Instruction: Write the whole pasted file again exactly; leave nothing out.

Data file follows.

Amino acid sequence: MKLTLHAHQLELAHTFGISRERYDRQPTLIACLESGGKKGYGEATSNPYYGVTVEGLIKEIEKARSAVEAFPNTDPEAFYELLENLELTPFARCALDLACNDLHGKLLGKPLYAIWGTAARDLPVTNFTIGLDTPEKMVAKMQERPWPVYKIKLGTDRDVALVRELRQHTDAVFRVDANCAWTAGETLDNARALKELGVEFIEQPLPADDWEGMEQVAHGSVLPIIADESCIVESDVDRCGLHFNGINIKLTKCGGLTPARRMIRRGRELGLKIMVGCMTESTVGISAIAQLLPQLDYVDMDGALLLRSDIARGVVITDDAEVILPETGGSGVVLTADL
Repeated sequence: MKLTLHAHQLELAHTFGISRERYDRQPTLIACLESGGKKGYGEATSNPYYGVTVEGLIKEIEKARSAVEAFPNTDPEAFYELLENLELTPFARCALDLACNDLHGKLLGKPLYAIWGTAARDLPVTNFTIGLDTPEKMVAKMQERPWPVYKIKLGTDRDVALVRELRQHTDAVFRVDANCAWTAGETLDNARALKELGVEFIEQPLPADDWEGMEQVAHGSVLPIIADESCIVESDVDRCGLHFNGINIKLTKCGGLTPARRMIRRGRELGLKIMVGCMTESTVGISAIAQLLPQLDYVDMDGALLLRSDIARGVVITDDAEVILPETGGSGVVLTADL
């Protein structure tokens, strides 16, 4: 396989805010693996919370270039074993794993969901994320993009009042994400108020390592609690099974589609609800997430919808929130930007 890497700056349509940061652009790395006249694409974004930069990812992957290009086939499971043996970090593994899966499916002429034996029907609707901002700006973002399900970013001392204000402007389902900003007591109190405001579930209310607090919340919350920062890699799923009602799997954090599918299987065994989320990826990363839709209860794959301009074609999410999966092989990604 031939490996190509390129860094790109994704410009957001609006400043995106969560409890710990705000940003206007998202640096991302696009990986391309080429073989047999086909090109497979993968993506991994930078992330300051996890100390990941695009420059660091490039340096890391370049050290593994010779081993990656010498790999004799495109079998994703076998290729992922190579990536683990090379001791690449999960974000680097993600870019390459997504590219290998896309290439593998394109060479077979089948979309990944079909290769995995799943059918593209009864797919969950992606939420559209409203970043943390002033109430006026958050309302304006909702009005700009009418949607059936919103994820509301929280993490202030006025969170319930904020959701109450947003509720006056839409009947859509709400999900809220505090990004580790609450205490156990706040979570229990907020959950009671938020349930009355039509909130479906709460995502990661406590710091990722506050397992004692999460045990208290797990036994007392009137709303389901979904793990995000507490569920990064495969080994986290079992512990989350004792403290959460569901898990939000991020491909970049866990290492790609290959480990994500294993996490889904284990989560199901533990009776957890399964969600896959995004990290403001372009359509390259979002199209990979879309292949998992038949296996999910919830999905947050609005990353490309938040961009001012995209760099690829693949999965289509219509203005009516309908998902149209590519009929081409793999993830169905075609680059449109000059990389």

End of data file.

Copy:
Amino acid sequence: MKLTLHAHQLELAHTFGISRERYDRQPTLIACLESGGKKGYGEATSNPYYGVTVEGLIKEIEKARSAVEAFPNTDPEAFYELLENLELTPFARCALDLACNDLHGKLLGKPLYAIWGTAARDLPVTNFTIGLDTPEKMVAKMQERPWPVYKIKLGTDRDVALVRELRQHTDAVFRVDANCAWTAGETLDNARALKELGVEFIEQPLPADDWEGMEQVAHGSVLPIIADESCIVESDVDRCGLHFNGINIKLTKCGGLTPARRMIRRGRELGLKIMVGCMTESTVGISAIAQLLPQLDYVDMDGALLLRSDIARGVVITDDAEVILPETGGSGVVLTADL
Repeated sequence: MKLTLHAHQLELAHTFGISRERYDRQPTLIACLESGGKKGYGEATSNPYYGVTVEGLIKEIEKARSAVEAFPNTDPEAFYELLENLELTPFARCALDLACNDLHGKLLGKPLYAIWGTAARDLPVTNFTIGLDTPEKMVAKMQERPWPVYKIKLGTDRDVALVRELRQHTDAVFRVDANCAWTAGETLDNARALKELGVEFIEQPLPADDWEGMEQVAHGSVLPIIADESCIVESDVDRCGLHFNGINIKLTKCGGLTPARRMIRRGRELGLKIMVGCMTESTVGISAIAQLLPQLDYVDMDGALLLRSDIARGVVITDDAEVILPETGGSGVVLTADL
């Protein structure tokens, strides 16, 4: 396989805010693996919370270039074993794993969901994320993009009042994400108020390592609690099974589609609800997430919808929130930007 890497700056349509940061652009790395006249694409974004930069990812992957290009086939499971043996970090593994899966499916002429034996029907609707901002700006973002399900970013001392204000402007389902900003007591109190405001579930209310607090919340919350920062890699799923009602799997954090599918299987065994989320990826990363839709209860794959301009074609999410999966092989990604 031939490996190509390129860094790109994704410009957001609006400043995106969560409890710990705000940003206007998202640096991302696009990986391309080429073989047999086909090109497979993968993506991994930078992330300051996890100390990941695009420059660091490039340096890391370049050290593994010779081993990656010498790999004799495109079998994703076998290729992922190579990536683990090379001791690449999960974000680097993600870019390459997504590219290998896309290439593998394109060479077979089948979309990944079909290769995995799943059918593209009864797919969950992606939420559209409203970043943390002033109430006026958050309302304006909702009005700009009418949607059936919103994820509301929280993490202030006025969170319930904020959701109450947003509720006056839409009947859509709400999900809220505090990004580790609450205490156990706040979570229990907020959950009671938020349930009355039509909130479906709460995502990661406590710091990722506050397992004692999460045990208290797990036994007392009137709303389901979904793990995000507490569920990064495969080994986290079992512990989350004792403290959460569901898990939000991020491909970049866990290492790609290959480990994500294993996490889904284990989560199901533990009776957890399964969600896959995004990290403001372009359509390259979002199209990979879309292949998992038949296996999910919830999905947050609005990353490309938040961009001012995209760099690829693949999965289509219509203005009516309908998902149209590519009929081409793999993830169905075609680059449109000059990389």